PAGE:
And friendly, helpful staff are essential. Even the most seasoned traveler is more stressed by minor mishaps and inconveniences when away from home. Knowing you are in the hands of competent, knowledgeable, pleasant staff can make up for a lot of other shortcomings.
The top 25 requirements for hotel room perfection
In no particular order
1. Decent beds – It should go without saying that a comfortable bed, with clean sheets free of critters, is not negotiable. Sadly, some hotels do need reminding.
2. Reliable wifi – Hotels in remote areas where the only internet connection is via satellite have a get-out clause on this one. But if broadband or wifi is generally available in the area, in this day and age, it should be free.
3. An up to date directory of hotel services – The most basic directions – how to reach reception, how to connect to the wifi, how to work the television and clock, should be on the first page.
4. Convenient power points or electrical outlets – This is such a big topic it deserves its own special section, so here goes:
Sufficient outlets for several chargers and small appliances
Power points beside the bed, even better, power points above
the bedside table so you don’t have to crawl around on the floor to find them.
Power points within reach of a mirror so guests can use their own hairdryers or curling irons.
5. Separate bath or shower – Or even both. But not showers over bathtubs. Not only are they old fashioned, but they’re messy too
. Glass enclosures are nicer and more sanitary than shower curtains. And while we’re on the subject of baths these also make a big difference:
Enough towels for the number of guests
Conditioner as well as shampoo – with labels that can be read without a magnifying glass.
Real soap not liquid soap. It’s…. well… nasty
6. Adjustable mirrors – Shaving or makeup mirrors that can be moved over the bathroom basin (where, we hope to find the best light) are a real plus.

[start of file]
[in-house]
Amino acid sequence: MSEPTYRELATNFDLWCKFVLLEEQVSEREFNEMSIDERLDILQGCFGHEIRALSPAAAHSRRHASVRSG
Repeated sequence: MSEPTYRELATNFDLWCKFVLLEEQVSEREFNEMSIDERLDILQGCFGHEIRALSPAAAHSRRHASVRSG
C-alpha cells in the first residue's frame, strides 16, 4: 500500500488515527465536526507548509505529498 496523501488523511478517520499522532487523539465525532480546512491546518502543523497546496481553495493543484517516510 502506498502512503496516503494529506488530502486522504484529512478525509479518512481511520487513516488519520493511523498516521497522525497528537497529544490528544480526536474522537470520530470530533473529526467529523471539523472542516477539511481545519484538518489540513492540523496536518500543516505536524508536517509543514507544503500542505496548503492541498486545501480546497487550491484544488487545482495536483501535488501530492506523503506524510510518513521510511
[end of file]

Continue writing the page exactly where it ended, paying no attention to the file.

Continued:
7. Bathroom light – Reasonably bright is essential, near the mirror and flattering gets extra points.
8. Smooth, safe floors in bathrooms – Bathroom carpets are almost always mildewed in the corners, damp and disgusting in no time. Shiny, highly polished marble floors can be killers.
9. Full tissue boxes – What’s with the artfully folded tissue paper flower that fills the top of an empty box? Tissues are not room decor they have a function.
10. Easily adjustable heating, lighting and air conditioning – Guests shouldn’t need an engineering degree to turn off the lights but some trendy modern hotels have to provide a 50-page manual just to come to grips with the room electronics.
11. Bright enough lighting – The first generation of energy saving light bulbs take about twenty minutes to reach full brightness. By then, you’ve stubbed your toe, mistaken the TV remote for a portable telephone and carried all your shirts into the bathroom, one at a time, to see what colour they are. Because those bulbs last for years – getting dimmer and dimmer all the time – some hotels still have them. Replace them with newer, brighter bulbs otherwise the number of lights guests need to turn on and the length of time they have to be on to warm up cancels out any energy saving.
12. Bedside reading lights – Two separately adjustable lights with little light spill in double rooms.
13. Window coverings that let in daylight but protect privacy – Ground floor rooms are a particular problem. You have a choice of putting on a show for passing pedestrians or spending your time in perpetual gloom.
14. Plenty of tea and coffee – This is something that even the best North American hotels still have not cottoned onto. Most British and European guests expect to find an electric kettle or other coffee making system and plenty of teabags and packets of coffee. And please, instant coffee tubes that can be easily opened without scissors, milk packets that can be opened without squirting.
15. Invisible pest control – I understand that country hotels in farm country or beside rivers may have to keep rodents under control. But really – do the rat bait boxes have to be in plain sight, right outside the door?
16. Human-friendly dog bins at dog-friendly hotels – If you expect me to clean up after Lulu, I need someplace to deposit her gifts without climbing through an evil smelling convention of dumpsters behind your kitchens. One otherwise lovely dog-friendly hotel in Devon expected me to take the stuff back to London with me in my car. No thank you – I’ll leave it to nature.
17. A few lighter choices for breakfast – If a hotel offers breakfast as part of its room price, a full English/Scottish/Welsh/Irish fry up is lovely once in a while. But it’s nice to have a choice of lighter options beyond mini boxes of cornflakes. And while we’re on the subjects of breakfasts, please label the elements that can be confused, such as: